Welcome to Tales From the Metalnomicon, a new twice-monthly column delving into the surprisingly vast world of heavy metal-tinged/inspired literature and metalhead authors…
Blood Bound Books first came to the Metalnomicon’s attention via Rock ‘N’ Roll is Dead: Dark Tales Inspired by Music — an exquisitely depraved, cleverly devised anthology which is not only dedicated to the immortal Ronnie James Dio, but also opens with a story based on one of the man’s greatest anthems, “The Last in Line” (!) Turns out the collection isn’t the only thing the gore-festooned underground publishing house has done right, either: Fans of hyper-charged, boundary-pushing extreme literature will find much to sate their fiendish appetites in releases such as American Guignol, Scarecrow, D.O.A. Extreme Horror, Blood Rites, and the Night Terrors series.
We asked Blood Bound Books owner/stalwart Metal Militiaman Marc Ciccarone to provide us a little insight into how he came to interweave his dual passions so impressively, a request he graciously obliges below alongside a list of five origin stories for chapters from Rock ‘N’ Roll is Dead. So crank some Dio and read on…
Lying, dying, screaming in pain,
Begging, pleading, bullets drop like rain.
Minds explode, pain sheers through your brain,
Radical amputation, this is insane…
Tom Araya’s vocals have haunted me since the first time I listened to “Mandatory Suicide.” The song continues with verses of fly swatter stakes driving through the chest of a soldier, and the rancid streets, littered with the bodies of the dead. Araya painted a better picture of war than any book of fiction I ever read. Not only could I see the scenes of horror in my mind’s eye, I could hear it too; and as a result, I could feel it.
Just as I was drawn to albums depicting the dark underbelly of society, I was also attracted to books of a similar nature. I Am Legend, A Clockwork Orange, Fight Club, The Painting of Dorian Gray, just to name a few. Growing up, there was never a doubt in my mind that heavy metal and fiction were a match made in heaven — or hell? And time and time again, bands confirmed my theory as they churned out hit after hit based on novels, essays, short stories, and even the Bible — Metallica may have cut their hair, but no one can deny “Creeping Death.”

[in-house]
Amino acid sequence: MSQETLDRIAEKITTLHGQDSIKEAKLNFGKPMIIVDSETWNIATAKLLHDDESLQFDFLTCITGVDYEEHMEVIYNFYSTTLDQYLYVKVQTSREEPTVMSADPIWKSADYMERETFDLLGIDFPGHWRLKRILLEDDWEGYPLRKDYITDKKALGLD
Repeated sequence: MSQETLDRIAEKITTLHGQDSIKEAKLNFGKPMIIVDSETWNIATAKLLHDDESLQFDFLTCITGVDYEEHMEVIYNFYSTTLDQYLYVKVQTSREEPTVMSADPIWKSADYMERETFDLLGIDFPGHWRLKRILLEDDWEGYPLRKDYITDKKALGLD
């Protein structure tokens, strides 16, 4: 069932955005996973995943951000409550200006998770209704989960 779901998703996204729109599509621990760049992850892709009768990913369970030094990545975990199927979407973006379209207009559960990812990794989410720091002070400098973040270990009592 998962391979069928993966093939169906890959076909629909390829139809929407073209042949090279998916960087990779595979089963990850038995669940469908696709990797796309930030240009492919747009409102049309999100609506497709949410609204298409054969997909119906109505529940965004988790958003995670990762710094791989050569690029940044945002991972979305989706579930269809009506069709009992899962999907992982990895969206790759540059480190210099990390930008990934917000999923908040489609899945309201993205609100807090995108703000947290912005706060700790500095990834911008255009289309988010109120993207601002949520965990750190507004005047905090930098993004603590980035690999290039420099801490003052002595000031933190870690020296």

Now if only we could get more metal into literature…
Fast forward to 2009; two friends and I start Blood Bound Books, an independent publishing company specializing in horror, suspense, and dark fantasy. We are trying to be the change we want to see in the publishing industry. In 2011, we did our part to blend heavy metal and fiction with Rock ‘N’ Roll is Dead: Dark Tales Inspired by Music. The anthology was well-received by music enthusiasts, received four honorable mentions in Ellen Datlow’s Best Horror of the Year 2011, and even graced the pages of Rue Morgue.
The book meant so much to me that it’s really hard to pick just five stories to share. I’m not saying that the following are the best stories in the book — though they are damn good! — or the most creative. But each is integral in making the anthology appeal to a wide variety of readers.
1. “Him” by Mark Taylor — Examines the character of Judas Priest’s Nightcrawler when a quiet town receives a deadly visitor.
2. “Thermogenic” by G. Winston Hyatt — This is quite possibly the most disturbing story in the entire anthology. It follows a young man and his struggles to work the hospital’s burn ward. Hyatt is masterful in capturing the horror of Throbbing Gristle’s “Hamburger Lady.”
3. “The City” by Rex McGuire — Based on Guns N’ Roses’ “Welcome to the Jungle,” “The City” is a dystopian future where the only law is chaos, and everything can be bought for a price.
4. “Osaka’s Fallen Son” by Natalie L. Sin — Builds off Queen’s “Bohemian Rhapsody” with a young criminal who writes a letter to his dead mother every time he does something bad. Mama! The story blends in Japanese folklore and culture perfectly.
5. “Synthetic Messiah” by Marc Sorondo — Depeche Mode’s “Personal Jesus” inspires this tale of a son who takes revenge on a shifty reverend.